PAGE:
Bewhiskered but still sporting the rimless glasses of his Colbert Report days, the Stephen Colbert who appeared in a six-minute video for the Catholic America Media earlier this year barely seemed recognizable as the shiny, fake Republican pundit he played on Comedy Central.
But discussing Pope Francis’s morning routine with Fr. James Martin, his trademark wit was soon in play. “Probably prayer,” Colbert says, musing about how Francis starts each day on a joyful note. “That—and the fact that you’re Pope.”
As he prepares to take over The Late Show this September, Colbert’s Roman Catholicism has become fairly well-known. In a recent GQ interview, he reflected on tragedies in his life and explained how his faith shapes his outlook, saying, “I am here to know God, love God, serve God.”
A 2007 Parade profile revealed that he is active in his local parish and included a brief account of his return to the Roman Catholic Church after a young adulthood marked by a fear that belief in God is foolishness.
Since then, Colbert ceased worrying about looking the fool both on camera and off. In comedy, he says, he learned to “love the bomb,” to roll with the uncertainty of improv and “let go of the pretension of not wanting to be a fool.”
This modesty is a recurring theme in Colbert’s expressions of faith, too, with the Sermon on the Mount’s injunction against worry popping up again and again in his public discussions of his Christianity. It’s a focus that makes Colbert unique among famous Christians in politics and entertainment alike.
Attractive Christianity among celebrities is a rare beast: An eager religiosity like Tim Tebow’s or Mike Huckabee’s can be viewed as judgmental or self-serving, while the perception—right or wrong—that President Obama is too silent about his beliefs has long led to accusations that his Christianity is insincere.
Colbert, by contrast, seems to navigate the intersection of faith and fame with the right combination of humility, homily and humor.
Key to this endeavor is the reflective nature of his faith-related remarks. While Colbert hardly comes off as a relativist, many of his statements about Christianity are biographical in nature, less advising others on how they should live than witnessing to the effect of Christ’s work in his own life.
In an age when charges of judgmentalism are a chief critique of the American Church, Colbert’s decision to highlight the love of God wins him a receptive hearing not afforded others.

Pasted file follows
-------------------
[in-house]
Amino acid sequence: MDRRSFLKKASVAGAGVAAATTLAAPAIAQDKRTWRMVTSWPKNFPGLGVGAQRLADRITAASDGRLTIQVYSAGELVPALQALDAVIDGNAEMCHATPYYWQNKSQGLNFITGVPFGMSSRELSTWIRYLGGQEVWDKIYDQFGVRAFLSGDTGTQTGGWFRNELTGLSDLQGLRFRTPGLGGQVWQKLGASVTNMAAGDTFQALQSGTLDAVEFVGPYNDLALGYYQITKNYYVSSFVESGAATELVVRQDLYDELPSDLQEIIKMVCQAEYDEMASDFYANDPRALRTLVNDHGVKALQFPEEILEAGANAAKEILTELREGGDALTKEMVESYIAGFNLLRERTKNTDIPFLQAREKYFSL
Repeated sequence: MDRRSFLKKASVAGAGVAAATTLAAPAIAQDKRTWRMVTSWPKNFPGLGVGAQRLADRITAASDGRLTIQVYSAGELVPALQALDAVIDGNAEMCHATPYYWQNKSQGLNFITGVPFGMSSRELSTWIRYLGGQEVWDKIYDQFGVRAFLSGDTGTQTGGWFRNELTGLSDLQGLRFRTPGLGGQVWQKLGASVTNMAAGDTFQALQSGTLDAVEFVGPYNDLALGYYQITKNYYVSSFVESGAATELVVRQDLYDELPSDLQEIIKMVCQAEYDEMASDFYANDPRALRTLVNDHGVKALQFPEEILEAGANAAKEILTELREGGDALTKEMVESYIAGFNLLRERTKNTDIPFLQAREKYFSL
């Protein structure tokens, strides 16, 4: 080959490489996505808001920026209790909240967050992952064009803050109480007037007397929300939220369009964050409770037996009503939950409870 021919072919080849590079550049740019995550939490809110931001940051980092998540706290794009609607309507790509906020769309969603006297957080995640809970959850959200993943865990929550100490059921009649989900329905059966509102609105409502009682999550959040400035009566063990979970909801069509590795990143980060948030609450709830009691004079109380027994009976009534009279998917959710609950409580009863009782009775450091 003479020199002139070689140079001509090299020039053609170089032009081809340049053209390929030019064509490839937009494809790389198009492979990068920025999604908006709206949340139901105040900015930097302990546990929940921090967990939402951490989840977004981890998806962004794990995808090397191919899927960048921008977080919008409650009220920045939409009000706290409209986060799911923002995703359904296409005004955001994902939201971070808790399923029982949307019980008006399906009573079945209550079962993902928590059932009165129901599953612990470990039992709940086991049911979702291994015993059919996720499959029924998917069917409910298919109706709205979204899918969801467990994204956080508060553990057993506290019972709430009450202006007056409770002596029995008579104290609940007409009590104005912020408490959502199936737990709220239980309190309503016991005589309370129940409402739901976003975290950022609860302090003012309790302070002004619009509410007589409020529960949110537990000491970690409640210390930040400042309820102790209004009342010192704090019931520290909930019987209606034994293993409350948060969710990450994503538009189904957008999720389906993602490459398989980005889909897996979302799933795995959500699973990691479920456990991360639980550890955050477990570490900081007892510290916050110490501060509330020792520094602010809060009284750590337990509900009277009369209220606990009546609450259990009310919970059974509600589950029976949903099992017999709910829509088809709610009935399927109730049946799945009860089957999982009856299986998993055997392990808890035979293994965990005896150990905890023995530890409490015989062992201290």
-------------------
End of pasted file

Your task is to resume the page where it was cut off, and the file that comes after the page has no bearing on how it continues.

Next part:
That is not to suggest, however, that Colbert is a theological lightweight. In one of the most memorable cases in which the real Colbert broke through his satirical TV persona, he took a Colbert Report guest to task over his poor theodicy. “Evil exists because of the disobedience of Satan,” Colbert said. “God gave Satan, and the angels, and man free will. Satan used his free will and abused it by not obeying authority. Hell was created by Satan’s disobedience to God, and his purposeful removal from God’s love—which is what Hell is. Removing yourself from God’s love. You send yourself to Hell. God does not send you there.”
“Obviously you learned well in Sunday School,” the guest responded dismissively. Colbert, who has expanded on this very Lewisian explanation of Hell in other contexts, bounced back: “I teach Sunday School, mother****er.”
That final word choice perhaps comes more from Colbert the comedian than Colbert the Catholic, but Christianity—particularly in moments of hypocrisy or extremism—is hardly off-limits in Colbert’s humor.
“I think what he models most effectively is the talent for discernment,” Catholic writer David Gibson suggests. “He shows what is important to the faith and what can genuinely be debated and disparaged.”
Raised “to believe that you could question the church and still be a Catholic,” Colbert reserves many of his comedic critiques for the misuse of Jesus’ name in political contexts: “Then I’m not talking about Christ,” he says. “I’m talking about Christ as cudgel.”
A little less clear in its intent was Colbert’s guest appearance as the “virginity thief of Staten Island” turned conservative Catholic priest on The Mindy Project—a show which is a little weird about religion (Exhibit One: “sexy” Pastor Casey and his “rap sesh with the Notorious G.O.D.”). Colbert’s character pokes fun at Christians’ unique ranking of sexual sins above all others—like, say, the priest’s own judgmentalism and unkindness. It’s a role Colbert did not write for himself, but which, toned down from Mindy’s neon hyperactivity, fits into his general comedic approach to faith.
Another funny Catholic, G.K. Chesterton, once wrote that “it is the test of a good religion whether you can joke about it.” Truth can bear up under—and even provide occasion for—a laugh. As Colbert moves into his Late Show gig, it will be a pleasure to see him continue to provide an even more visible example of celebrity faith done right, an unobtrusive but persistent witness which can definitely take a joke.
is a writer in St. Paul, MN. She is the weekend editor at The Week, a columnist at Rare and a fellow at Defense Priorities.